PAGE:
I’m feeling sorry for myself today. Meditating on Psalm 13 is helping. God is good.
For the director of music. A psalm of David.
1 How long, O LORD? Will you forget me forever?
How long will you hide your face from me?
2 How long must I wrestle with my thoughts
and every day have sorrow in my heart?
How long will my enemy triumph over me?
3 Look on me and answer, O LORD my God.
Give light to my eyes, or I will sleep in death;
4 my enemy will say, “I have overcome him,”
and my foes will rejoice when I fall.
5 But I trust in your unfailing love;
my heart rejoices in your salvation.
6 I will sing to the LORD,
for he has been good to me.
Resurgence is doing a series on God & Depression based on Psalms 42 & 43.
I was very excited when I saw the first post – I love the Psalms and I think they tap into human emotions so well. I think the Psalms are a great example of how to express emotions in prayer to God. I particularly think they are helpful for people with depression.
Psalms 42 & 43 are great examples of this so I love that Resurgence are doing this series. However this comment in the latest post concerns me
We cannot live without hope, but there are countless things to hope in. Much of our depression may come from misplacing our hopes as we place too much hope in things which are not God. The Psalmist takes a look at what he has been hoping in — a revealing and convicting thing to do. We will find we need to repent for having our hearts set on things other than God, and in this way, bringing depression on ourselves. [emphasis mine]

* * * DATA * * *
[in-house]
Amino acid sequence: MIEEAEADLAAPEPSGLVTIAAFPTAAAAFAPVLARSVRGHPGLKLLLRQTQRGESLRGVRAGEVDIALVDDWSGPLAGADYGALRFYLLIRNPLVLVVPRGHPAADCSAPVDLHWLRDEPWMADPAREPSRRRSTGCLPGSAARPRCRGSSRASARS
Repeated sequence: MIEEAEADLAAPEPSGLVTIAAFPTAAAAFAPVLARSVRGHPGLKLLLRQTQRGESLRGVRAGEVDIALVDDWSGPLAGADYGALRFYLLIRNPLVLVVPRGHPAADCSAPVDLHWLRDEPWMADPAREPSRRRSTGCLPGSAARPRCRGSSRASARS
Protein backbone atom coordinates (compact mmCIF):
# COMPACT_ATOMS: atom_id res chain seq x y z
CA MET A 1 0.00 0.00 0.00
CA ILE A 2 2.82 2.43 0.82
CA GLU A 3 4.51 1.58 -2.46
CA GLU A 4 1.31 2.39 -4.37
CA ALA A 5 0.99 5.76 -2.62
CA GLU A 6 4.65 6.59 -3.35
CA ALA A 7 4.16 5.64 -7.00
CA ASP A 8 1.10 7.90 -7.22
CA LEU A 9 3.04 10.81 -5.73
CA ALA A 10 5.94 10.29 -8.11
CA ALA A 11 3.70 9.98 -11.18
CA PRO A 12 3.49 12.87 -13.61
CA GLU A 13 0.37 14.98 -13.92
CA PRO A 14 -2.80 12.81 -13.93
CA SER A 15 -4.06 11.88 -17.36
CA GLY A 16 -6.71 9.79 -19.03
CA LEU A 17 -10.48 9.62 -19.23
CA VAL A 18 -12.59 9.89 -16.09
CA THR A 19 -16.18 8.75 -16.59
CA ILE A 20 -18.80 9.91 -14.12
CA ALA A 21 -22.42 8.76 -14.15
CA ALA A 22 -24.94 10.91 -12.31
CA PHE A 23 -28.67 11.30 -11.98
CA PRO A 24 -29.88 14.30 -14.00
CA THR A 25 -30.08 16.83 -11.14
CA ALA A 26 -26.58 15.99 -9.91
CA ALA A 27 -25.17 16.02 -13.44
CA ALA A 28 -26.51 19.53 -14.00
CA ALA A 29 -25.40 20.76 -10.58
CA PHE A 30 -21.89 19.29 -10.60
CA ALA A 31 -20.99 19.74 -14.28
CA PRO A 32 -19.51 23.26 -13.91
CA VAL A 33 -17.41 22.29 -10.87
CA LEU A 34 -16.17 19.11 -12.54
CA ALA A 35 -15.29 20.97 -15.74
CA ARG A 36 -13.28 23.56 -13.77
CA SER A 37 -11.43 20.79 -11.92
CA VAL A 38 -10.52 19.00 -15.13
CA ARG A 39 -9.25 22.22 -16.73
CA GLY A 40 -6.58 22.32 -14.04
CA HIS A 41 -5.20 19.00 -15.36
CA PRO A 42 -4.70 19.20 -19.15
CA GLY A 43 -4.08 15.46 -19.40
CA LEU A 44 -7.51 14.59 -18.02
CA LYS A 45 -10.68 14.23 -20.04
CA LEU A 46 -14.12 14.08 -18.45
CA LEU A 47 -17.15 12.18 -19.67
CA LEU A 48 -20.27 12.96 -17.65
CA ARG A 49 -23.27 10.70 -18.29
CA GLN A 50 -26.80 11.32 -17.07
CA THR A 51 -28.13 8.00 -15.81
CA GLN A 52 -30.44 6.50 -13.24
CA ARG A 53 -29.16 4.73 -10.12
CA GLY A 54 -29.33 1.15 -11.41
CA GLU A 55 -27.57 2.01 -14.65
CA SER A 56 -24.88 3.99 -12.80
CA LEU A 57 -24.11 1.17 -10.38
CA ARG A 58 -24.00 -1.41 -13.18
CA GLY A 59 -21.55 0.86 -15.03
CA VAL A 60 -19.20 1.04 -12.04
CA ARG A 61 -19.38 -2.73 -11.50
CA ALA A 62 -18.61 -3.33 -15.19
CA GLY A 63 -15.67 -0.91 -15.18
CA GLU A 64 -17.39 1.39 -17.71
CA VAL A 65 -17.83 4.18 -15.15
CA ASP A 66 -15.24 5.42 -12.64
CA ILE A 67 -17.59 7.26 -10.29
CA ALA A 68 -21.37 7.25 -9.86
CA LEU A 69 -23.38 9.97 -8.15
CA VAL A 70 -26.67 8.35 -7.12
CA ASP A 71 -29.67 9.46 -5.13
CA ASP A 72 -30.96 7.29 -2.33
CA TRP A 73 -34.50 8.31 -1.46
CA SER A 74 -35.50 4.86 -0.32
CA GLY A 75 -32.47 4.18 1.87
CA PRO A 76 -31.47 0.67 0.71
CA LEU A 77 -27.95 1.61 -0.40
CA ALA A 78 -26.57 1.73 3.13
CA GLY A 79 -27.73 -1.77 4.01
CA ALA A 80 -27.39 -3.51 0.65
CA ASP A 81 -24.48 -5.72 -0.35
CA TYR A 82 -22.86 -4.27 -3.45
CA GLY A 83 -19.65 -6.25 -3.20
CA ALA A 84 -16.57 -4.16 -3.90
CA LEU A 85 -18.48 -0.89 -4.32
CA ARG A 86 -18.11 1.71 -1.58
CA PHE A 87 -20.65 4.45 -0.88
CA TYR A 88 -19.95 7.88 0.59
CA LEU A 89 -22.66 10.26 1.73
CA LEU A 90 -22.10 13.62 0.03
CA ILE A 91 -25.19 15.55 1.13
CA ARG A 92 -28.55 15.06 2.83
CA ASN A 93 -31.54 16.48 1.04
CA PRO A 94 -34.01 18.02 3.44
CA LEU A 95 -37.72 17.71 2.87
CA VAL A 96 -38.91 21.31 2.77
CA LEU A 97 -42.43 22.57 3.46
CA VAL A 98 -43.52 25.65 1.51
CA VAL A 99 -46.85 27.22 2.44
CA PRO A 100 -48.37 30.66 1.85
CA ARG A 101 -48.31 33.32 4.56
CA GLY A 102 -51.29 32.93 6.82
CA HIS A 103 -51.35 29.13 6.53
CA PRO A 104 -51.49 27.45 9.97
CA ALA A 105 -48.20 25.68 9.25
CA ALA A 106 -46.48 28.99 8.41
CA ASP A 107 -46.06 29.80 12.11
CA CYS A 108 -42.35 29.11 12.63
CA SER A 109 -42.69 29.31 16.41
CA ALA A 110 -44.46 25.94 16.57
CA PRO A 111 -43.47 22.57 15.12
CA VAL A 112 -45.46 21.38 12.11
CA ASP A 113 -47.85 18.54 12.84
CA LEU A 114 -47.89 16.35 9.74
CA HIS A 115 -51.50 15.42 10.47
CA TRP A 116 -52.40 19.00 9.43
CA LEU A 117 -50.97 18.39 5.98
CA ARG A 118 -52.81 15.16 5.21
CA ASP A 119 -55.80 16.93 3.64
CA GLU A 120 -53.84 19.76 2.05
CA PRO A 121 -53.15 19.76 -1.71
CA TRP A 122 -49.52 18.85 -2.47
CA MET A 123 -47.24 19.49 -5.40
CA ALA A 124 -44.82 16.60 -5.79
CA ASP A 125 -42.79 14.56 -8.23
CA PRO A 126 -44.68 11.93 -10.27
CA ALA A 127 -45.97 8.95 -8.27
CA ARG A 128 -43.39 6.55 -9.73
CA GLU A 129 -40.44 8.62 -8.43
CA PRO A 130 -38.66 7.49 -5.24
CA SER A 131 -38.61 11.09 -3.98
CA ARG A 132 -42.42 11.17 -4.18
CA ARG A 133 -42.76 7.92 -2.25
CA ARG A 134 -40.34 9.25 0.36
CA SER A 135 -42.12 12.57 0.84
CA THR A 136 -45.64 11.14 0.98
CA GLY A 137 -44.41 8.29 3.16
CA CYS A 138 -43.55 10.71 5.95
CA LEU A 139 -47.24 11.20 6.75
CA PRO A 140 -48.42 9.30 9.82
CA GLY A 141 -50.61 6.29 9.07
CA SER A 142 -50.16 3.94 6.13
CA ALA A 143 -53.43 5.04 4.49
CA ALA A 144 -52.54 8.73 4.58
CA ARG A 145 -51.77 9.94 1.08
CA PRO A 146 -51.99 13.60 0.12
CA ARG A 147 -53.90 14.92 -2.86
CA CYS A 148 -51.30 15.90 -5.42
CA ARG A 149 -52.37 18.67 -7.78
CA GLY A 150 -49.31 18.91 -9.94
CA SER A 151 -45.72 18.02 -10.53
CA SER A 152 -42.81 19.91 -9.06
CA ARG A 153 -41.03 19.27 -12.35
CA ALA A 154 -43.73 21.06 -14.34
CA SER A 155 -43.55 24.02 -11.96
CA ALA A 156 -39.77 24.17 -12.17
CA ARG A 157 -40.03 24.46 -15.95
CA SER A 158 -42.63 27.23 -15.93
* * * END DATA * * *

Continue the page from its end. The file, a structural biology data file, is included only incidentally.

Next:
This statement might be true for some people but not for everyone. And it seems like terrible advice to give to someone who is dealing with depression – surely telling them they need to repent of their depression (which is what they will hear you saying) is only going to make things harder for them. As for ‘bringing depression on ourselves’ – this is not the case for everyone. Depression is a medical illness for some and needs to be seen and treated as such.
I have read Psalms 42 & 43 over and over. I see no repentance expressed here. But what is beautiful is that 3 times across these Psalms the psalmist express his distress and immediate follows with the statement that his hope is indeed in God, his saviour. That is exactly the turmoil of depression – knowing that we have hope is God but feeling nothing but turmoil and an utter lack of hope. This problem needs grace, love and patience but not repentance.
Why am I so depressed?
Why is this turmoil within me?
Put your hop in God, for I will still praise him,
My saviour and my God. (Psalm 42:5,11 & 43:5)
The first in a series from Resurgence on God & Depression, from Psalms 42 & 43.
Lost sense of God
The writer of Psalm 42 is a musician and leader in the Jerusalem temple who has somehow been cut off from his home, his friends, and his occupation. Being away from the temple, for him, is being away from God, so he pens a song to express his deep grief.
He starves without the presence of God, which used to be the hallmark of his life as a full-time temple servant. His life is nothing without it, in the same way that life is nothing without water.
This is not because he is unusual — he is exactly like us. The only difference is that he knows what he’s craving.
Read the first post here.
See the series here.